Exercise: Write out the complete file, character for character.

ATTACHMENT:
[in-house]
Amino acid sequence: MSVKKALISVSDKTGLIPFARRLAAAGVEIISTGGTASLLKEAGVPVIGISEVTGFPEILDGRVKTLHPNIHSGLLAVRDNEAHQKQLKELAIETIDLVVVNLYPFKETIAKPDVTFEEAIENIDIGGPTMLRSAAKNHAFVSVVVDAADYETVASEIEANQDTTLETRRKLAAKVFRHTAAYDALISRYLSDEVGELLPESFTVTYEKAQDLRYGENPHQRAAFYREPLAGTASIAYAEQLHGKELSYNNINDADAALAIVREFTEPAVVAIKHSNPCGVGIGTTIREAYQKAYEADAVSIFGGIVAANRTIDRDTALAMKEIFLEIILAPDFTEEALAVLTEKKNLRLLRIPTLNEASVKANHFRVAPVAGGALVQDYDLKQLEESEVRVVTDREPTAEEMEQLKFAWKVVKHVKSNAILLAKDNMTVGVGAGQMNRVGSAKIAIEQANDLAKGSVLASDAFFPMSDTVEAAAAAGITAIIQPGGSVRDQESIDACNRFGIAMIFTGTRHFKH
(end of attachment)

[in-house]
Amino acid sequence: MSVKKALISVSDKTGLIPFARRLAAAGVEIISTGGTASLLKEAGVPVIGISEVTGFPEILDGRVKTLHPNIHSGLLAVRDNEAHQKQLKELAIETIDLVVVNLYPFKETIAKPDVTFEEAIENIDIGGPTMLRSAAKNHAFVSVVVDAADYETVASEIEANQDTTLETRRKLAAKVFRHTAAYDALISRYLSDEVGELLPESFTVTYEKAQDLRYGENPHQRAAFYREPLAGTASIAYAEQLHGKELSYNNINDADAALAIVREFTEPAVVAIKHSNPCGVGIGTTIREAYQKAYEADAVSIFGGIVAANRTIDRDTALAMKEIFLEIILAPDFTEEALAVLTEKKNLRLLRIPTLNEASVKANHFRVAPVAGGALVQDYDLKQLEESEVRVVTDREPTAEEMEQLKFAWKVVKHVKSNAILLAKDNMTVGVGAGQMNRVGSAKIAIEQANDLAKGSVLASDAFFPMSDTVEAAAAAGITAIIQPGGSVRDQESIDACNRFGIAMIFTGTRHFKH